Winners of the 7th Annual Danone North America Gut Microbiome, Yogurt and Probiotics Fellowship Grant Announced
WHITE PLAINS, N.Y., April 25, 2019 /PRNewswire/ — Danone North America is proud to recognize the achievements and potential of two outstanding graduate students from the University of California Davis and the University of Chicago. With a $25,000 scholarship per student, this year’s recipients will lead investigations that expand the study of probiotics and gut bacteria. Both of the selected proposals intend to explore the characteristics and factors that affect how gut health and the microbiome can be improved and sustained.
“Since launching the program, the Danone North America fellowship grant has drawn dozens of high- performing students from top universities in the U.S.,” explains Miguel Freitas, PhD, Vice President of Scientific Affairs at Danone North America. “The winners for 2018-2019 have developed innovative proposals that will not only further the field, but help pinpoint mechanisms that affect the ability of beneficial microbes to improve gut health and the microbiome.”
Explained as trillions of micro-organisms that live in the gastrointestinal tract – the gut microbiota have been linked to many key determinants of human health including immune, metabolic and neurobehavioral traits. While there are aspects of the gut microbiome (the community of these micro-organisms) that are inherited, several outside variables like foods and drugs appear to direct how health is affected.1 This year’s fellows intend to further this awareness. Megan Kennedy from the Medical Scientist Training Program at University of Chicago will take a closer look at whether or not there is a particular time in a person’s 24-hour cycle (AKA circadian rhythm) when probiotics are best able to remain in the gut community, and if individuals may modify their own circadian rhythms to maximize the benefit from probiotics. Meanwhile, a doctoral student in the microbiology group at the University of California Davis, Nick Jensen, will study how related types of beneficial bacteria break down different carbohydrates in the foods we eat, specifically milk oligosaccharides. The goal is to determine how to feed the good bacteria and keep them thriving.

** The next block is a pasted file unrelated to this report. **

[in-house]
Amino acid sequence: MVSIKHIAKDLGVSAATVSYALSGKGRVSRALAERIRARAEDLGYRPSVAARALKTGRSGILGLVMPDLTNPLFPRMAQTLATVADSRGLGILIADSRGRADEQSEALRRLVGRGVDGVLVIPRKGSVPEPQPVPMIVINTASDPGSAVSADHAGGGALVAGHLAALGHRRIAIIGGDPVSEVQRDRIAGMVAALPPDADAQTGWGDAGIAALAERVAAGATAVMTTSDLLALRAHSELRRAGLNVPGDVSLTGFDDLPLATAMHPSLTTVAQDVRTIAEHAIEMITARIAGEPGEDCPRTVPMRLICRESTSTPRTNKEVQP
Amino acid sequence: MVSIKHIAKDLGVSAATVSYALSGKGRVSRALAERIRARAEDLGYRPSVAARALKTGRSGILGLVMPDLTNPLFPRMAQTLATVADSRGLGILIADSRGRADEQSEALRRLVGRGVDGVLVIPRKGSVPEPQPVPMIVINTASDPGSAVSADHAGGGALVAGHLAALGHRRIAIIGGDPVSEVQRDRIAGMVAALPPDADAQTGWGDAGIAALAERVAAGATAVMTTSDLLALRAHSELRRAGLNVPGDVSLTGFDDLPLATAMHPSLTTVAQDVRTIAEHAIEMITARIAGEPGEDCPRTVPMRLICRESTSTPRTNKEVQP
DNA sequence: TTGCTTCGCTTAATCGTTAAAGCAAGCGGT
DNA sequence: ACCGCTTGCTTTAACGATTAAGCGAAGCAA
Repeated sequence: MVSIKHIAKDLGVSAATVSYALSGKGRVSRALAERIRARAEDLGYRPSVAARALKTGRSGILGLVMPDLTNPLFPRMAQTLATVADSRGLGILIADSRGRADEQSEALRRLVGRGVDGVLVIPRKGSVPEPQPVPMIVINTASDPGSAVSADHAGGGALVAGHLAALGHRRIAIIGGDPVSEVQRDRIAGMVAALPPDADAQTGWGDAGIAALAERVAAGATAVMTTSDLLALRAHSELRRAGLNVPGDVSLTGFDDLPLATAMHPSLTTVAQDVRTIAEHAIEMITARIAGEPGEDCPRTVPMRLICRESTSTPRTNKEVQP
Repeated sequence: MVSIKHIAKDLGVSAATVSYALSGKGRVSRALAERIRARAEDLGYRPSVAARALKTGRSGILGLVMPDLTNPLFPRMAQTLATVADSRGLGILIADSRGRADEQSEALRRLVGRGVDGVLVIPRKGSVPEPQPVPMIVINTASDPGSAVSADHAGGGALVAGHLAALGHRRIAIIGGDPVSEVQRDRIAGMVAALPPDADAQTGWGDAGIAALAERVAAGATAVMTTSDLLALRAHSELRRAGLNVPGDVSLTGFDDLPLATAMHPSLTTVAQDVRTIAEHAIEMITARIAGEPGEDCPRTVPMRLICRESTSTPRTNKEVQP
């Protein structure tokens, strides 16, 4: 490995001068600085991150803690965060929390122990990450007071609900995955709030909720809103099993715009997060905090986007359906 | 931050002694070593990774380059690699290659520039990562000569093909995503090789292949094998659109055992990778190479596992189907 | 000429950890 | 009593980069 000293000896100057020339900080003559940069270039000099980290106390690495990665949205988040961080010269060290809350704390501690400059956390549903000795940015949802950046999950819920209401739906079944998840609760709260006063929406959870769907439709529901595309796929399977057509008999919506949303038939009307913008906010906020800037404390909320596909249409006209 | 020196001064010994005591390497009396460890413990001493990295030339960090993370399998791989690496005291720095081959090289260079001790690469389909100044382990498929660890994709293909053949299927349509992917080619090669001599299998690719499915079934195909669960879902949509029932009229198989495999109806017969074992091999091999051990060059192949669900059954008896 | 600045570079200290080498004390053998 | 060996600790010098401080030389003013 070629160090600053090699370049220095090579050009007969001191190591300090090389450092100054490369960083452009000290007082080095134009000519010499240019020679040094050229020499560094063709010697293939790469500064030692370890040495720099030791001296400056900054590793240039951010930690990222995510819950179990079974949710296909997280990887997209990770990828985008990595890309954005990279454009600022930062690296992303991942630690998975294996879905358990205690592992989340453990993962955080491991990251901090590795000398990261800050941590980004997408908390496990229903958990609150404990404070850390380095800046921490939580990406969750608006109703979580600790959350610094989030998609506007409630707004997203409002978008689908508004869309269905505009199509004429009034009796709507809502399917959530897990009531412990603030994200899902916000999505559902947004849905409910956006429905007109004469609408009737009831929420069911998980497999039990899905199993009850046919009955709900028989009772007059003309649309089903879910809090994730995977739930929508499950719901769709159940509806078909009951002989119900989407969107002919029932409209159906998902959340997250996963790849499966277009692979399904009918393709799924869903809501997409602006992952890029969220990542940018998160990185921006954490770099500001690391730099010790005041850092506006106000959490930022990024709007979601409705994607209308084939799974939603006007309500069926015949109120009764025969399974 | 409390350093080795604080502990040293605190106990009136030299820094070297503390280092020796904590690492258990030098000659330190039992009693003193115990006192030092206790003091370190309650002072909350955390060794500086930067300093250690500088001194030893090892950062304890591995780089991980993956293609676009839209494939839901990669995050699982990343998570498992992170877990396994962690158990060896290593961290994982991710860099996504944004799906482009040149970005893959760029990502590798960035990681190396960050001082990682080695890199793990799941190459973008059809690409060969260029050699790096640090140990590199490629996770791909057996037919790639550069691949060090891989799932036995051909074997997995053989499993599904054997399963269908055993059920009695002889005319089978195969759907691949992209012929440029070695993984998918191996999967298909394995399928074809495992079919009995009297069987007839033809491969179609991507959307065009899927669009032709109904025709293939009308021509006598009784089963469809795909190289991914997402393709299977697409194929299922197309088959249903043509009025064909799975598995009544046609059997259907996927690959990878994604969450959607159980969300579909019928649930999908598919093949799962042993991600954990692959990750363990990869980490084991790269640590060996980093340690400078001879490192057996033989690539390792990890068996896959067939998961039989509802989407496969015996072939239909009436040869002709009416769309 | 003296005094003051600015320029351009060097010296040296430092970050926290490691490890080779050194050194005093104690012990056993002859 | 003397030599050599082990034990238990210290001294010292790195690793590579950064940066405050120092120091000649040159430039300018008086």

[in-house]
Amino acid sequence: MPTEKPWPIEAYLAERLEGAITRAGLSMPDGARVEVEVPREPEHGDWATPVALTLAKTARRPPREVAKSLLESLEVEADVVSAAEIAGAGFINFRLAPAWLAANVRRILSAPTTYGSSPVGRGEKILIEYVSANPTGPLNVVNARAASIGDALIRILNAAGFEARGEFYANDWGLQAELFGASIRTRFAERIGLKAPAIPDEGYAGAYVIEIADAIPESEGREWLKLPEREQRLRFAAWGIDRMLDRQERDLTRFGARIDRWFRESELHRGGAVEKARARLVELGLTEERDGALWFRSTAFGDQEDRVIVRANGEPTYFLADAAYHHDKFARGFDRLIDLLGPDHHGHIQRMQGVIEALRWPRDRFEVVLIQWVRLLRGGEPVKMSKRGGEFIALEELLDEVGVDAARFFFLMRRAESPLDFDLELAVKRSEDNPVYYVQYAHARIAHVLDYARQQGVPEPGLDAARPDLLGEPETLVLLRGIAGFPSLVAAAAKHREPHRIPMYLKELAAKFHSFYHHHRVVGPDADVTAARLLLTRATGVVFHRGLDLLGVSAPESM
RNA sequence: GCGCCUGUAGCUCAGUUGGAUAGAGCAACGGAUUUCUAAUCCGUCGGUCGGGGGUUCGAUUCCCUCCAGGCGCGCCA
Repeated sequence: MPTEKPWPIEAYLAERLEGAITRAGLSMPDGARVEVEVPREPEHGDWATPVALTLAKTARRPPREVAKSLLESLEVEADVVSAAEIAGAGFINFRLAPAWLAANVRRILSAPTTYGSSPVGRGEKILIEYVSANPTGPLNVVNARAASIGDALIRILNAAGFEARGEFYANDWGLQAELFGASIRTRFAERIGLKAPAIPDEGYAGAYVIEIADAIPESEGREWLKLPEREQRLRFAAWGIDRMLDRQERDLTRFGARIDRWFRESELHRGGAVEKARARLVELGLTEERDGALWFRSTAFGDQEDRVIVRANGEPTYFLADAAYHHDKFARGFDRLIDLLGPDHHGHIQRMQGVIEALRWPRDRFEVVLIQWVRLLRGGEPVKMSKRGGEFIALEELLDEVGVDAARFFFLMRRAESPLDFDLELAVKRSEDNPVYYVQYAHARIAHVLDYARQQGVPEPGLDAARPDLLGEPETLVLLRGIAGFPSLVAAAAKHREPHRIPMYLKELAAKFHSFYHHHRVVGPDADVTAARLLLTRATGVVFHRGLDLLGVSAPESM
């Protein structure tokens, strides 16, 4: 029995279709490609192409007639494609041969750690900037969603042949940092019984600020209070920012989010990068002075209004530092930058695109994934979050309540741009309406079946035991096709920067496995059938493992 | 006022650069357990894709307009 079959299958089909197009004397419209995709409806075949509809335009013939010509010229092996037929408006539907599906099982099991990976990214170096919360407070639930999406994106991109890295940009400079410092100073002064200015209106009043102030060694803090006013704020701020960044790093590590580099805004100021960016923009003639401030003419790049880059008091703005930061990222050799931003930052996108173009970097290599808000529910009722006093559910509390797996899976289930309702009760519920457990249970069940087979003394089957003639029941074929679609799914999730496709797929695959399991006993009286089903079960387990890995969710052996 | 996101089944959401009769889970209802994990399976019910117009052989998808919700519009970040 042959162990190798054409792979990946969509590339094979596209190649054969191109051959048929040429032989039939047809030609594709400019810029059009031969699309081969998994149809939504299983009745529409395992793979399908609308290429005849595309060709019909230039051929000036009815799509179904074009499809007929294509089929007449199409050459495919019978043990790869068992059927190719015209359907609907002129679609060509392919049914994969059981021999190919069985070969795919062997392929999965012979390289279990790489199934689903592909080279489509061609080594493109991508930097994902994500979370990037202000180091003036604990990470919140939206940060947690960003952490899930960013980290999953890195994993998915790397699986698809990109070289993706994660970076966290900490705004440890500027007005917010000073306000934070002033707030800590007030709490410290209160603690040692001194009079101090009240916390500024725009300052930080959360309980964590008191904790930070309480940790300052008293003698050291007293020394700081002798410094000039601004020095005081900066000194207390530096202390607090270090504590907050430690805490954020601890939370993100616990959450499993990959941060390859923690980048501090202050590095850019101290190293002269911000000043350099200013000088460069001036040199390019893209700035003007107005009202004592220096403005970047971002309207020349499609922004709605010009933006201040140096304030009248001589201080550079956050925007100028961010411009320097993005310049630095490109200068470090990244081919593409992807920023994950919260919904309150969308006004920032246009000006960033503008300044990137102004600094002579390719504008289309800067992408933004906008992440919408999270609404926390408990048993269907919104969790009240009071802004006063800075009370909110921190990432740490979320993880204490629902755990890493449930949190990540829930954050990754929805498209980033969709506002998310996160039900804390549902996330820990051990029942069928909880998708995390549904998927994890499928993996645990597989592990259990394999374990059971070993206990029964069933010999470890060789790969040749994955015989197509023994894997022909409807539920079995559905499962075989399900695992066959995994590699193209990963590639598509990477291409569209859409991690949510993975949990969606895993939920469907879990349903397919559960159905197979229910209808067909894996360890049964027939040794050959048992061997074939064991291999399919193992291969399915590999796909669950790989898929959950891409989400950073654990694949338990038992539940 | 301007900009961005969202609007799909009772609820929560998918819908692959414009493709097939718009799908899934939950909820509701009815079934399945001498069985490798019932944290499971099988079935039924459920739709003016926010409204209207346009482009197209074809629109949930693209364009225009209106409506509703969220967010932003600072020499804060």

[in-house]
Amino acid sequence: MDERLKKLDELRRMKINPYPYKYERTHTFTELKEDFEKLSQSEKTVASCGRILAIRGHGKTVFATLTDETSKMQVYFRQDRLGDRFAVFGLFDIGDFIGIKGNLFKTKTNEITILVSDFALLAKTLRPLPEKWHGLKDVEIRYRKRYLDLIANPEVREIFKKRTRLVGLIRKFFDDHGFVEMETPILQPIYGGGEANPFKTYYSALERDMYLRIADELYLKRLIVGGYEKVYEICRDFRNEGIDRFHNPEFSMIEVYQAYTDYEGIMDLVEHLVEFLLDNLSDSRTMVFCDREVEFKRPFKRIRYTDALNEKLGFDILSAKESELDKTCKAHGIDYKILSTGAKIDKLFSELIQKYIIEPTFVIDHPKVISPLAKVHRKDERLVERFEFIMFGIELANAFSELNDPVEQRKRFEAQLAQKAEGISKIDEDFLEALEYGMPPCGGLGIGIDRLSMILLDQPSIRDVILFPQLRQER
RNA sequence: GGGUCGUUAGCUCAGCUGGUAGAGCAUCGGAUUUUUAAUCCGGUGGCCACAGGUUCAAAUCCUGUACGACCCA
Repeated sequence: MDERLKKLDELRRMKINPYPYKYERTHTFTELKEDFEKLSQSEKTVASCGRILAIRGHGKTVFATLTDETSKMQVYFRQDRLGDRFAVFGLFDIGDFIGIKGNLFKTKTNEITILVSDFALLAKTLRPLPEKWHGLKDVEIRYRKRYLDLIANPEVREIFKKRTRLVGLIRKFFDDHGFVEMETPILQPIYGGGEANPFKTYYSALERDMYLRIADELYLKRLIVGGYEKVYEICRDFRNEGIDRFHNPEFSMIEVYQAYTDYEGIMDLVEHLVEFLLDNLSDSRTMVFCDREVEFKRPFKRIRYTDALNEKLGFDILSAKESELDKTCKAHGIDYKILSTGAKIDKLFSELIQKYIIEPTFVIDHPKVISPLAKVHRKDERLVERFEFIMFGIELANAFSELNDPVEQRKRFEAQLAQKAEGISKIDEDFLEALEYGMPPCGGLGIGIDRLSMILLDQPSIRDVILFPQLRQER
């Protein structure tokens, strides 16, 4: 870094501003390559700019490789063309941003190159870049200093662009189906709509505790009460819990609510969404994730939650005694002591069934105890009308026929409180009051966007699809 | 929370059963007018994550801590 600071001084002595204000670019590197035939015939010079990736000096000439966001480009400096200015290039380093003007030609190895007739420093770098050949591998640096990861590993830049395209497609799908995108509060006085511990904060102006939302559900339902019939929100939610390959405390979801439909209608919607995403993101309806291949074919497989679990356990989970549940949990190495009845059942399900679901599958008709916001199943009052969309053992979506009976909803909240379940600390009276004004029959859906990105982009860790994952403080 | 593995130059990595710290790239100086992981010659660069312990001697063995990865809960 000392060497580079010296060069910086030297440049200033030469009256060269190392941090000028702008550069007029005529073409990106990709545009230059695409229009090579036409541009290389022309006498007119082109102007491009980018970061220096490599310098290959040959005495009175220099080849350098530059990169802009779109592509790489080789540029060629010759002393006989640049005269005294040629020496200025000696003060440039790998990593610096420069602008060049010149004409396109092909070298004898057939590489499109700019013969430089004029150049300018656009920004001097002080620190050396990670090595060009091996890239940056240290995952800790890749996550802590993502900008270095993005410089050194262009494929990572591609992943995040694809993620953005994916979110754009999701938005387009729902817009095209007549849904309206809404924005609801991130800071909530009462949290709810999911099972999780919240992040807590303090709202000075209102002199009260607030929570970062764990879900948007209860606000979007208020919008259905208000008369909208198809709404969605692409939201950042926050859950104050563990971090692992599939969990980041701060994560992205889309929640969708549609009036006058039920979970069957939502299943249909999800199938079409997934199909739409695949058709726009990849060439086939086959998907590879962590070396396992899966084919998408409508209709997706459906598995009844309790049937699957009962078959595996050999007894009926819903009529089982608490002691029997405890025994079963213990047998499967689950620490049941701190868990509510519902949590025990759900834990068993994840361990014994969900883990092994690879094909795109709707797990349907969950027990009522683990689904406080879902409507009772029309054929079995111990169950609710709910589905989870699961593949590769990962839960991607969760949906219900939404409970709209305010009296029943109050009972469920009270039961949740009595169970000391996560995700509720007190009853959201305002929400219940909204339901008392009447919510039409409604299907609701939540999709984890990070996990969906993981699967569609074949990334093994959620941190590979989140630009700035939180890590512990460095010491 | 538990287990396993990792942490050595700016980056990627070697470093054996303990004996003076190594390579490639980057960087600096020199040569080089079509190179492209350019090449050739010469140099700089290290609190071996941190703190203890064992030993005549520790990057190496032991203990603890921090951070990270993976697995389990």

“While there is much to learn before precise engineering of the microbiome shifts from aspirational goal to clinical reality, probiotics constitute one of the most promising early avenues of applied microbiome engineering,” explains Ms. Kennedy. “With this grant, I will have the funding to conduct scientifically rigorous experiments that link my professional interest in clinical and translational science with my academic appreciation for the complexity of microbial ecology.”
Danone North America made a commitment to use business as a force for good, balancing financial results with the social and environmental benefits for people, communities and the planet. The Danone North America Fellowship Grant has enabled up-and-coming scientists to make strides in the interdisciplinary fields of biology, health sciences, nutrition, yogurt and probiotics. This seven-year strong fellowship grant is an example of how their commitment has been brought to life.
About Danone North America:
Headquartered in White Plains, New York, and Broomfield, Colorado, the mission of Danone North America is to bring health through food to as many people as possible via its diverse offering of dairy and plant-based foods in high growth and evolving categories. The ambition of Danone North America is to produce healthful foods that create economic and social value and nurture natural ecosystems through sustainable agriculture. Every time we eat and drink, we vote for the world we want. And as the largest public benefit corporation in the US, Danone North America is taking bold steps for social good in the U.S. Danone North America is a subsidiary of Danone and more information is available at www.DanoneNorthAmerica.com
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